profiles, news updates and "how-to" columns. Frequent
topics include: shifting consumer tastes and habits; medical
and scientific updates; industry trends; regulatory issues;
innovation; best practics and a regular low-carb/controlled-carb
The upcoming summer issue will have a special report on
the top 10 low-carb cities in the U.S.
Olivia Mayer is editor and co-publisher of the magazine,
which is located at 2020 Arapahoe st., Denver, CO 80205.
303/296-1200; fax: 296-0059.
John Carroll, executive edtior of The Los Angeles Times,
said some media outlets, namely Fox News Channel, are misleading
the public with their news coverage and commentaries.
Carroll cited Fox News Bill O'Reilly, host of "The
Factor," as the leader of a new pack of "pseudo-journalists,"
who cover news in an unethical and deceptive manner to attract
viewers. In a speech delivered May 3 at the Univ. of Oregon's
School of Journalism and Communications, Carroll cited two
specific examples to expose the trend, according to a report
in The Oregon Daily Emerald.
One example was a study showing 80% of Fox News Channel's
viewers believed at least one of the following misconceptions:
That weapons of mass destruction had been found in Iraq;
that a connection between al-Qaeda and Iraq had been found,
or that the war in Iraq was widely supported around the
He said the number was 57% lower for those who got news
primarily from public news broadcasting.
Carroll believes the reason Fox-like pseudo-journalists,
such as O Reilly, Alan Colmes and John Hannity, are tops
in the weekly Nielsen Media Research ratings is because
today's viewers and readers are so angry about one thing
or another that the adversarial system of media works to
draw them in to the circus.
Results of a new national
online survey show gays and bisexuals use the Internet
more for access to political news than heterosexuals (16%
Witeck-Combs Comms., a PR firm that specializes in the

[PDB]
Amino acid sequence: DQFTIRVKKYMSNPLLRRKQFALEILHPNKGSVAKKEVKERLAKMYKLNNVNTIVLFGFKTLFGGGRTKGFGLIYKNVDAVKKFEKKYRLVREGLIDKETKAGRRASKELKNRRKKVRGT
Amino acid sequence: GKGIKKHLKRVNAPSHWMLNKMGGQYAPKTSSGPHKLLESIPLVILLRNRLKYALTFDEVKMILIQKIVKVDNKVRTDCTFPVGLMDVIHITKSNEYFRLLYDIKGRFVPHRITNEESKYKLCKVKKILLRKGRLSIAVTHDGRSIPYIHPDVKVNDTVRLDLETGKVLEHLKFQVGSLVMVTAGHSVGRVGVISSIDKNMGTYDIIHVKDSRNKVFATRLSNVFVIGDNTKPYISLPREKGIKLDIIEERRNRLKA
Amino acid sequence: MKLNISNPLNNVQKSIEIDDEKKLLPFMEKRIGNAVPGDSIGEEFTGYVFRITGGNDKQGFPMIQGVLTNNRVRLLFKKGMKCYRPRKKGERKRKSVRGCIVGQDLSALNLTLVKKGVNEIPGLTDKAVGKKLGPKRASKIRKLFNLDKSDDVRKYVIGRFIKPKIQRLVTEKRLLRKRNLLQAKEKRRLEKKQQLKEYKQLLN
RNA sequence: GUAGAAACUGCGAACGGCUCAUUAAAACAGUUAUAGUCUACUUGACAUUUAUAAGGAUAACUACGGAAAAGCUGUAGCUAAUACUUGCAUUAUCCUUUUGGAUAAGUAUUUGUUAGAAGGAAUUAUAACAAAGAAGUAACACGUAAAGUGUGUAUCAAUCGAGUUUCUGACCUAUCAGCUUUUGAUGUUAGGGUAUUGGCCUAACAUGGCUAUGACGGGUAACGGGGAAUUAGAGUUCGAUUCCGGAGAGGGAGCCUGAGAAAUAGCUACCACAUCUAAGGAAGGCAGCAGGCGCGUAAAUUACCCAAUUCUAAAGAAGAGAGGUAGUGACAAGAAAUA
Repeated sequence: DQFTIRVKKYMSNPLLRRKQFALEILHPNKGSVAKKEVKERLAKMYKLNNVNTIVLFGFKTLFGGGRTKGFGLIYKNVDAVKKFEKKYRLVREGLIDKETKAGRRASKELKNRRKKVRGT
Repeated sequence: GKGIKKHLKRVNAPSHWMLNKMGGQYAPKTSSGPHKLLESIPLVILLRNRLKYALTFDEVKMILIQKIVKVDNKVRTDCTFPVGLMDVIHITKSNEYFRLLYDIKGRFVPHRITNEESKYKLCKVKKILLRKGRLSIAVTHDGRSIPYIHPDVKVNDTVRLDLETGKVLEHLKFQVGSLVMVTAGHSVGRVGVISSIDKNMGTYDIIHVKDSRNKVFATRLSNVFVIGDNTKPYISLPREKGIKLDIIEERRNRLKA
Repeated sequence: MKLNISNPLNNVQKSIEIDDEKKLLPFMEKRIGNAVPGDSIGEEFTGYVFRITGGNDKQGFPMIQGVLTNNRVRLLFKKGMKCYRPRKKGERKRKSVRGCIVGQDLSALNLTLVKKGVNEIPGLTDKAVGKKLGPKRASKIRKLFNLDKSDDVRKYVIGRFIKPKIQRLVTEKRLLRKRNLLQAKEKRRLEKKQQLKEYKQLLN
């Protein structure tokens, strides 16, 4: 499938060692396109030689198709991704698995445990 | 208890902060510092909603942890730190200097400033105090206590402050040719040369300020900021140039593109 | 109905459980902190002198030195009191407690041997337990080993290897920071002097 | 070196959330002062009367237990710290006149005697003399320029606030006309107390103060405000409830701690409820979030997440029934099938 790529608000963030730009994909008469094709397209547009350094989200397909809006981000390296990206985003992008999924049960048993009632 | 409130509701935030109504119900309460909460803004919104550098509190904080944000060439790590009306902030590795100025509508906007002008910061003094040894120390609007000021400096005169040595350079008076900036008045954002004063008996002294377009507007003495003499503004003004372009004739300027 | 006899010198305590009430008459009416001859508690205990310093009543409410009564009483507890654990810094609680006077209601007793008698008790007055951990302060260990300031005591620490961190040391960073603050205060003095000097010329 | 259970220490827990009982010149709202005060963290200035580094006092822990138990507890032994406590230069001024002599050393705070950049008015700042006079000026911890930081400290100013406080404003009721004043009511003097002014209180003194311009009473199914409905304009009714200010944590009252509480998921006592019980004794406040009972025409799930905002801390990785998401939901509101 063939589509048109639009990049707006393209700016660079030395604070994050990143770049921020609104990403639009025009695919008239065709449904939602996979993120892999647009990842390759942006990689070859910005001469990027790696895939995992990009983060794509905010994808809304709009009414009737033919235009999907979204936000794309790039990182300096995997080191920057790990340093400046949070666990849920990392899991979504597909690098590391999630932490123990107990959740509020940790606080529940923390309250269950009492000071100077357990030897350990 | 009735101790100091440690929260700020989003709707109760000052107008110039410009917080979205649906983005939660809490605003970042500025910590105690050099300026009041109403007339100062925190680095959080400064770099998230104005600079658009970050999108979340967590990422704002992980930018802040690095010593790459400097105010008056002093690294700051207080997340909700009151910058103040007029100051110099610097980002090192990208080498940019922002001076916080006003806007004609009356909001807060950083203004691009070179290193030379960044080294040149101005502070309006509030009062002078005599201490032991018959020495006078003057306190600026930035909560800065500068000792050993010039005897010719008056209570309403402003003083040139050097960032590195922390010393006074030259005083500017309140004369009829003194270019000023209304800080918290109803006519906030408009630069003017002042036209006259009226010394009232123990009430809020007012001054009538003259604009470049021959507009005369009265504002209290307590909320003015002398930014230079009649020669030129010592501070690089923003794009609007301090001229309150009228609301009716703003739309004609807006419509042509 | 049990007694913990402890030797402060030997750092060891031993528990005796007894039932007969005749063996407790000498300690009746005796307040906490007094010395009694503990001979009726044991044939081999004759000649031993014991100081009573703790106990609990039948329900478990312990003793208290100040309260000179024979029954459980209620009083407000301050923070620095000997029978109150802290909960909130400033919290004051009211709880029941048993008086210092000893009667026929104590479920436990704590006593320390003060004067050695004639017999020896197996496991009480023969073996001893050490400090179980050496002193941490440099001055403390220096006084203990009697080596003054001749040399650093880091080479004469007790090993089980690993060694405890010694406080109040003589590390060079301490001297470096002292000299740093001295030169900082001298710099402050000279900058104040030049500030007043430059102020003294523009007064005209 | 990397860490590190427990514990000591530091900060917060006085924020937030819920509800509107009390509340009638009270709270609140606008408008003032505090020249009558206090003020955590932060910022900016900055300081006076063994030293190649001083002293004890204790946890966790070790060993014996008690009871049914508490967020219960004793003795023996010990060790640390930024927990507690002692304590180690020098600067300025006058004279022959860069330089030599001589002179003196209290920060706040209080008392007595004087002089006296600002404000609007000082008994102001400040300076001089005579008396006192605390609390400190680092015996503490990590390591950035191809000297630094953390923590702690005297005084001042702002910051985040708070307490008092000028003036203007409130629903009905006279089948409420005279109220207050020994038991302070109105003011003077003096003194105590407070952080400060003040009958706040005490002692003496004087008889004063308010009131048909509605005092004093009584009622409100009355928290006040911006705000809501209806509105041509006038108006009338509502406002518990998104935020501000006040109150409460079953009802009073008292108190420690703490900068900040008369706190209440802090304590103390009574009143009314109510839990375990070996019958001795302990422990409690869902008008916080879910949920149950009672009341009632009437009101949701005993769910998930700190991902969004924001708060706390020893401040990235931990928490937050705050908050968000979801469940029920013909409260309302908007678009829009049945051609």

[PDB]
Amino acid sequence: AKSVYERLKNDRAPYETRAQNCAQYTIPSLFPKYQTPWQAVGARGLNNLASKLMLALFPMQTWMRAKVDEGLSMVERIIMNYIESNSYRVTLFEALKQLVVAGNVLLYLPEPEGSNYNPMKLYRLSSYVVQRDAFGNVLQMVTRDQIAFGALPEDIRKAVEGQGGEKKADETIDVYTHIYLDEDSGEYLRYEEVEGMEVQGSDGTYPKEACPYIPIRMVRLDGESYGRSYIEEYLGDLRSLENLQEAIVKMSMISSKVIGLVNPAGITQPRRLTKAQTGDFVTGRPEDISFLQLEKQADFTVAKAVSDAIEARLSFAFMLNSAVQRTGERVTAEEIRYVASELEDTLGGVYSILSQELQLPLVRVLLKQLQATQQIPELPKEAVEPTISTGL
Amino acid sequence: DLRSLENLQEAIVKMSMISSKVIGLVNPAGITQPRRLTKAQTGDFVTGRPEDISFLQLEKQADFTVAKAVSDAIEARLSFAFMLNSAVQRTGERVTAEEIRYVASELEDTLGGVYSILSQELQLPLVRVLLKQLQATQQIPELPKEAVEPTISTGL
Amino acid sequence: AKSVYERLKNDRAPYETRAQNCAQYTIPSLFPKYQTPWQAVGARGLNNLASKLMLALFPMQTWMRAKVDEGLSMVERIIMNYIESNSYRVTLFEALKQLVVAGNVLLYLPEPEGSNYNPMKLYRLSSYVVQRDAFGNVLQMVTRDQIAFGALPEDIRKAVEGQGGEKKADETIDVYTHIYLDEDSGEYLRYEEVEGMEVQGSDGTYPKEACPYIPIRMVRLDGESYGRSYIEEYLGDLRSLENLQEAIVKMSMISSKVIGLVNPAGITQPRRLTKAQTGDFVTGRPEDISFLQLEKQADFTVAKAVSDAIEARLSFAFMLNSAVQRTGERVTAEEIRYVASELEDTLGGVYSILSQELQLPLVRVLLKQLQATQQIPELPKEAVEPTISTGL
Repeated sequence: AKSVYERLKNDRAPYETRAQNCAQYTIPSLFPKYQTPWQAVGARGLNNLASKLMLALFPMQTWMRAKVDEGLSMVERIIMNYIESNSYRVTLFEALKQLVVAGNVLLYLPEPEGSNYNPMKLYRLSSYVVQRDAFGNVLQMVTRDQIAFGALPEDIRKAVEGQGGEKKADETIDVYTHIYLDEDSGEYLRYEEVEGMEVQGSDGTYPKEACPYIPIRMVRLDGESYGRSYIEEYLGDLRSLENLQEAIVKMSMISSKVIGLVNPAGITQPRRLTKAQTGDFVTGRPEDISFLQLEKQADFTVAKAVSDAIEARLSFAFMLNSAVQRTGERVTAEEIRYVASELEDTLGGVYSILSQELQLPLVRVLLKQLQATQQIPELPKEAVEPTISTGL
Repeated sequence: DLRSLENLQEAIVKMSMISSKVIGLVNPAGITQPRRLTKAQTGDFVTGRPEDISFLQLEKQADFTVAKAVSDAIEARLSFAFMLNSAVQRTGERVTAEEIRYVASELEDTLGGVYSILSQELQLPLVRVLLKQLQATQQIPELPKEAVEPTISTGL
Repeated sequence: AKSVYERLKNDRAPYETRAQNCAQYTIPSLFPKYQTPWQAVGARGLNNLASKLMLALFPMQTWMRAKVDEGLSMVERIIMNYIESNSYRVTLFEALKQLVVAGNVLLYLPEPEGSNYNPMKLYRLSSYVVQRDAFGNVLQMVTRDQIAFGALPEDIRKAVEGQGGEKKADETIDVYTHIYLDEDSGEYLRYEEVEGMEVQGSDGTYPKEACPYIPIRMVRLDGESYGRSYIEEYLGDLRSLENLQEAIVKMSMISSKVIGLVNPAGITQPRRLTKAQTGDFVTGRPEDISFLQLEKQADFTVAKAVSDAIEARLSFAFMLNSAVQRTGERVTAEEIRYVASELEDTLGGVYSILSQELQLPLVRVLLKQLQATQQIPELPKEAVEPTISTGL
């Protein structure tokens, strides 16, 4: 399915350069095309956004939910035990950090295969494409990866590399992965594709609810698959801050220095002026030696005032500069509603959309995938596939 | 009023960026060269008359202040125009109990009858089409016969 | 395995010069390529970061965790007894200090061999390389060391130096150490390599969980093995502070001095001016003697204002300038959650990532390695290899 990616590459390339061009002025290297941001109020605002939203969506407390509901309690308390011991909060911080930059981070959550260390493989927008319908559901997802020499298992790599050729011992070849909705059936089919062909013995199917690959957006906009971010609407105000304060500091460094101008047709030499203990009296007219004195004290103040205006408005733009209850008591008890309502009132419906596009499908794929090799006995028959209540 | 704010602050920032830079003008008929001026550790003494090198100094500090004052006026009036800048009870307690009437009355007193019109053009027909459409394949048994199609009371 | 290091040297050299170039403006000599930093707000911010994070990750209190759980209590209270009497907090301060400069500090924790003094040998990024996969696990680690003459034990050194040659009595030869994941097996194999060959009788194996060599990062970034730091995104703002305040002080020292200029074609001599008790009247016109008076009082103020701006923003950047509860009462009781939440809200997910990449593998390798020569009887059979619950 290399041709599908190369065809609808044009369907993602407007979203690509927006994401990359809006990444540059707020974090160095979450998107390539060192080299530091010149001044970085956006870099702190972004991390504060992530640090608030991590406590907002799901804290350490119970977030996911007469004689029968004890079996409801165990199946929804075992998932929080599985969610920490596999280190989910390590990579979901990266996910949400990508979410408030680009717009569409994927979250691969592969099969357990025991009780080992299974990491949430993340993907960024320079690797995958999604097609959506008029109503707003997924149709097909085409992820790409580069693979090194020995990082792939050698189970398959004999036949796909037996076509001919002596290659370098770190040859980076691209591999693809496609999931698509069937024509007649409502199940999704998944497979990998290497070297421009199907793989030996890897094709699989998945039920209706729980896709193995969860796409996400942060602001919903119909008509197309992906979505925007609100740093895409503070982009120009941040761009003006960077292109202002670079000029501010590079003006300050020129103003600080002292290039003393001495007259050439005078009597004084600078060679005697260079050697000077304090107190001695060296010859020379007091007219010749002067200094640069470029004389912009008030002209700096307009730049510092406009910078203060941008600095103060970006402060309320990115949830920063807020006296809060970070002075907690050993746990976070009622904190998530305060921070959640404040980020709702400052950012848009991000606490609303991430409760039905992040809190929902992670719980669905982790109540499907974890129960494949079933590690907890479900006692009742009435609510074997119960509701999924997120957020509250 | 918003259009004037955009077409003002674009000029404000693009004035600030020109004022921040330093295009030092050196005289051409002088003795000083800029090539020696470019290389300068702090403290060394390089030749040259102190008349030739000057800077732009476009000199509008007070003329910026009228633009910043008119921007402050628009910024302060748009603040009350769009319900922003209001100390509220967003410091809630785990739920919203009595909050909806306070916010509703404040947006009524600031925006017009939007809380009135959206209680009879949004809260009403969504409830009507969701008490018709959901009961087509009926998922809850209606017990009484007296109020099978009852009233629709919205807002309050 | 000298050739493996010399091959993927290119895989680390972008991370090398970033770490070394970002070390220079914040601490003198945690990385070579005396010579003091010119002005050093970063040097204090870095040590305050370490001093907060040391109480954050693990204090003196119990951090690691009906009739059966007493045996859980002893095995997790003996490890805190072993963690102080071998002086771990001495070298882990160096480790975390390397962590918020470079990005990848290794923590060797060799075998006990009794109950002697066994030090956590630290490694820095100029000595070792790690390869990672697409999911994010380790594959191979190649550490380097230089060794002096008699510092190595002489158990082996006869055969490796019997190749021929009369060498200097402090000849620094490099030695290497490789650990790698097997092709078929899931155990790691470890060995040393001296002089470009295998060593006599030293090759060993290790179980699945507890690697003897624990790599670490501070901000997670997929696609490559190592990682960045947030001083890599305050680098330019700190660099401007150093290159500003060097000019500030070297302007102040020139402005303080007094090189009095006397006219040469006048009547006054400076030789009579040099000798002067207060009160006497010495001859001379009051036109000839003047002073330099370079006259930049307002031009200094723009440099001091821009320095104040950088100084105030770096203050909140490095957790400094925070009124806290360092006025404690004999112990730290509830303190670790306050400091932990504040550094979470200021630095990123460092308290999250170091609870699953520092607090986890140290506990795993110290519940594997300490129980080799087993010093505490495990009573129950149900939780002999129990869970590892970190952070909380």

GLBT market, sponsored the study, which was conducted online
by Harris Interactive. A total of 3,698 adults responded
to the survey; 231 of them self-identified as being homosexual.
Edition, May 19, 2004, Page 7
NIXES SBC TITLES (continued)
Lazarus said he had only known Bien by his corporate title
for years. The columnist wrote he thought this was a violation
of the code of ethics of the Council of PR Firms, of which
F-H is a member.
Shelley Spector, president
of the North American Assn. of Independent PR Agencies,
said agency people should never have corporate titles.
She said agencies have
to maintain their "neutrality and objectivity"
in order to provide the best counsel to their clients. "Either
you re the agency or the client...you can t be both."
NAIPRA, founded in 2001, has 300 members in the U.S., Europe,
New Zealand and Australia (www.naipra.org).
PRSA, the Council of PR
Firms and the Arthur Page Society said PR pros must be honest
in their dealings with the press and public but did not
rule out agency people having corporate titles.
The Counselors Academy
of PRSA, headed by Michael Herman, president of Epley Assocs.,
Raleigh, N.C., concurred with the statement put out by David
Rickey, ethics board chair and SVP of AmSouth Bank, Birmingham,
Ala. It said corporate and agency ties have to be revealed
but whether an agency person can also have a corporate title
was up to the company and agency.
There was no immediate
comment from the new Independent Practitioners Alliance
of PRSA, headed by Paige McMahon, Bethesda, Md.
Louis Thompson, CEO of
the National Investor Relations Institute, said he knew
of no counselor members with corporate titles and NIRI standards
appear to rule out such a practice.
Society Calls for Honesty
Thomas Martin, president
of Page, said its principles dictate that communications
While not ruling out a
corporate title for an agency PR person, he said this must
be told at all timeson business cards, badges, press
releases, phone calls, interviews, etc. Martin is SVP and
director of corp. relations, ITT Industries, White Plains,
Several PR counselors,
speaking on the condition of anonymity, blasted corporate
titles for agency staff.
"You re supposed to tell the truth about yourself,"